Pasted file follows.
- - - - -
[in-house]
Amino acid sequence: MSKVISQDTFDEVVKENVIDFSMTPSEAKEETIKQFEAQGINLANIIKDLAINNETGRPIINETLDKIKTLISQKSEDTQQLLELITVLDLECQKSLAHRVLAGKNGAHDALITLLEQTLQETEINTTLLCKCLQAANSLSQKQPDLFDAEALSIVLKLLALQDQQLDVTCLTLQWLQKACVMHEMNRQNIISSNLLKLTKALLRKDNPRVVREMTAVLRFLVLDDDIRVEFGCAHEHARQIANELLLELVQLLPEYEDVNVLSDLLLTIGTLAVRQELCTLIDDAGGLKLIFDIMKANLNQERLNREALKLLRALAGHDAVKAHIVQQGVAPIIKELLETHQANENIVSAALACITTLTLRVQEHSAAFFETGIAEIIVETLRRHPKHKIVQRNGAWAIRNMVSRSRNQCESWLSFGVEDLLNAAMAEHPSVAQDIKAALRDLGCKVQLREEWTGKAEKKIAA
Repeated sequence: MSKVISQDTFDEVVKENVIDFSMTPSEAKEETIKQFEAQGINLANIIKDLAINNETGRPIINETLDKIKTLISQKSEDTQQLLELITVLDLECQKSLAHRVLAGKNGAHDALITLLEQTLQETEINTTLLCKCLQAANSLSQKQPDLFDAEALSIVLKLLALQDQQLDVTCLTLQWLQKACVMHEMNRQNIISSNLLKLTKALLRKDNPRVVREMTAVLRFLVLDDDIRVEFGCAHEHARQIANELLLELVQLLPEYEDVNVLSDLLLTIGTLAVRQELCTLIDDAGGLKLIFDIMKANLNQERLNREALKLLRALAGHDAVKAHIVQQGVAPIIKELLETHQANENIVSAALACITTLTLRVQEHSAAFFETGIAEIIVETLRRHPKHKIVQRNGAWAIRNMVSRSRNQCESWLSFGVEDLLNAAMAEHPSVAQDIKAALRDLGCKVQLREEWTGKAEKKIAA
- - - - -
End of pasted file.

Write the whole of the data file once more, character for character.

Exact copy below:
[in-house]
Amino acid sequence: MSKVISQDTFDEVVKENVIDFSMTPSEAKEETIKQFEAQGINLANIIKDLAINNETGRPIINETLDKIKTLISQKSEDTQQLLELITVLDLECQKSLAHRVLAGKNGAHDALITLLEQTLQETEINTTLLCKCLQAANSLSQKQPDLFDAEALSIVLKLLALQDQQLDVTCLTLQWLQKACVMHEMNRQNIISSNLLKLTKALLRKDNPRVVREMTAVLRFLVLDDDIRVEFGCAHEHARQIANELLLELVQLLPEYEDVNVLSDLLLTIGTLAVRQELCTLIDDAGGLKLIFDIMKANLNQERLNREALKLLRALAGHDAVKAHIVQQGVAPIIKELLETHQANENIVSAALACITTLTLRVQEHSAAFFETGIAEIIVETLRRHPKHKIVQRNGAWAIRNMVSRSRNQCESWLSFGVEDLLNAAMAEHPSVAQDIKAALRDLGCKVQLREEWTGKAEKKIAA
Repeated sequence: MSKVISQDTFDEVVKENVIDFSMTPSEAKEETIKQFEAQGINLANIIKDLAINNETGRPIINETLDKIKTLISQKSEDTQQLLELITVLDLECQKSLAHRVLAGKNGAHDALITLLEQTLQETEINTTLLCKCLQAANSLSQKQPDLFDAEALSIVLKLLALQDQQLDVTCLTLQWLQKACVMHEMNRQNIISSNLLKLTKALLRKDNPRVVREMTAVLRFLVLDDDIRVEFGCAHEHARQIANELLLELVQLLPEYEDVNVLSDLLLTIGTLAVRQELCTLIDDAGGLKLIFDIMKANLNQERLNREALKLLRALAGHDAVKAHIVQQGVAPIIKELLETHQANENIVSAALACITTLTLRVQEHSAAFFETGIAEIIVETLRRHPKHKIVQRNGAWAIRNMVSRSRNQCESWLSFGVEDLLNAAMAEHPSVAQDIKAALRDLGCKVQLREEWTGKAEKKIAA